IN THE CROOK OF HIS ARM


I’m held, straddling his lanky thigh,

wrapped in a double-breasted coat

and sweater that enlarge

my toddler frame.

We’re on a bench, outside.  He wears

a regulation tie,

the khaki G.I. shirt that

still hangs in my back-of-closet

and my mind, too fragile now

to take down or to wear.  It seems

I’ve just been jounced on his big knee:

my breathless glance hints

recent glee.  Remembered clip-clops

can’t be traced to this March scene.

They rise instead from hours

I bounced my own small sons,

blurred imprints from a different time.

 

Why does this picture

move me so?  Perhaps it’s his

enchanted gaze, the smile

of one who seldom smiled in

later days.  Perhaps it’s (looking back)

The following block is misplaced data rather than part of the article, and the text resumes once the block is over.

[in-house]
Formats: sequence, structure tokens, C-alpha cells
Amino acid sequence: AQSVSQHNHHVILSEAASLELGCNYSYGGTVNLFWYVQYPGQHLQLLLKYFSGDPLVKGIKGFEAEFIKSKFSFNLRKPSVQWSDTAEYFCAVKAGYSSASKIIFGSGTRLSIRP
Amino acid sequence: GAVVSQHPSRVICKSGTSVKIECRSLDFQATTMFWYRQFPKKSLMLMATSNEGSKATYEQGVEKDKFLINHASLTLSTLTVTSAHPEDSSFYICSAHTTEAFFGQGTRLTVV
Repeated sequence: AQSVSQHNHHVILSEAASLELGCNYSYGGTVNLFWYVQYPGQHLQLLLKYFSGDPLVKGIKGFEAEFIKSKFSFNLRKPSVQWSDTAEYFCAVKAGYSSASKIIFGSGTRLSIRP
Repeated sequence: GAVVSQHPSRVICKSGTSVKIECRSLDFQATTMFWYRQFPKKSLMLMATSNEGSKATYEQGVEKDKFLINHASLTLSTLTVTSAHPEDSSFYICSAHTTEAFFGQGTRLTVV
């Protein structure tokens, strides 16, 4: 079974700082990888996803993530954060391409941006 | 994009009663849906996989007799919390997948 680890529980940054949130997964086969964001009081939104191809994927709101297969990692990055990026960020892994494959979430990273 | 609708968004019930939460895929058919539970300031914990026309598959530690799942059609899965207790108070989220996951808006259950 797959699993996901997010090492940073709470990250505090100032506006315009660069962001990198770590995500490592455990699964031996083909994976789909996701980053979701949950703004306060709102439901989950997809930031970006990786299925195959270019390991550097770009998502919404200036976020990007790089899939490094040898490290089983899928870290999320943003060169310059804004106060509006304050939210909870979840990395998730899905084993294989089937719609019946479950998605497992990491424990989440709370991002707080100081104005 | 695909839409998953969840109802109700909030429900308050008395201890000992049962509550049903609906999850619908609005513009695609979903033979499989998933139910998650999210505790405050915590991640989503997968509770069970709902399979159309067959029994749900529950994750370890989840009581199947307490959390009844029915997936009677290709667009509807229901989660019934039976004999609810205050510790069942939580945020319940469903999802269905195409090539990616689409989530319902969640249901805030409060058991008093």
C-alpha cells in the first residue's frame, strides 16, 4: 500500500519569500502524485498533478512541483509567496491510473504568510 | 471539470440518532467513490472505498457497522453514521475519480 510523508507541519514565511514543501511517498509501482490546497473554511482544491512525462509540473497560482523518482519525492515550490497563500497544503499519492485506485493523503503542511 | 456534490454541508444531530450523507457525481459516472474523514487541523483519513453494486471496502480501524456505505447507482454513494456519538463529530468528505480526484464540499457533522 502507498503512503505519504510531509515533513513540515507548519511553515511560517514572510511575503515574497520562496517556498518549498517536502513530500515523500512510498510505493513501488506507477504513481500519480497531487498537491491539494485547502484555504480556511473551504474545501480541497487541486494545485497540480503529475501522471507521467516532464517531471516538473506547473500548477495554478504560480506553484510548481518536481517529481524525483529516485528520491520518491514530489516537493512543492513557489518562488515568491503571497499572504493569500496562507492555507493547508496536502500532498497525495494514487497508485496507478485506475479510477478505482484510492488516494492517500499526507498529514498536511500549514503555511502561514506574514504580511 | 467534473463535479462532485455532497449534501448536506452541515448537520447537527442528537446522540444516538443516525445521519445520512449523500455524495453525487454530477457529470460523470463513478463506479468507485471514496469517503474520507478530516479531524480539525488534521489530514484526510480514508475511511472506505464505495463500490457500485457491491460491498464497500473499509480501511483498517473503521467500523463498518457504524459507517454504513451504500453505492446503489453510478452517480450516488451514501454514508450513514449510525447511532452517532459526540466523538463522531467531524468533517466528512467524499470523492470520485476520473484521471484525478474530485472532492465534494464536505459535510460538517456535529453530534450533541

how young he seems:  broad face aligned

precisely with my tiny shoulder-edge;

the tendoned hand that steadies me,

his red-gold hair slicked sideways

from a part I don’t recall.  There are

no wrinkles here; no chasms carved

by worry or despair.  No slow

retreat beneath the pressures

of disease and fear.  I want to

twist round and return his grin

and state at last his many gifts

that went unsaid, and say that no one

 

is to blame for afterwards;

and -- once more sheltered from the

universe -- to nestle in.


Version first published in Rat's Ass Review. Winter 2018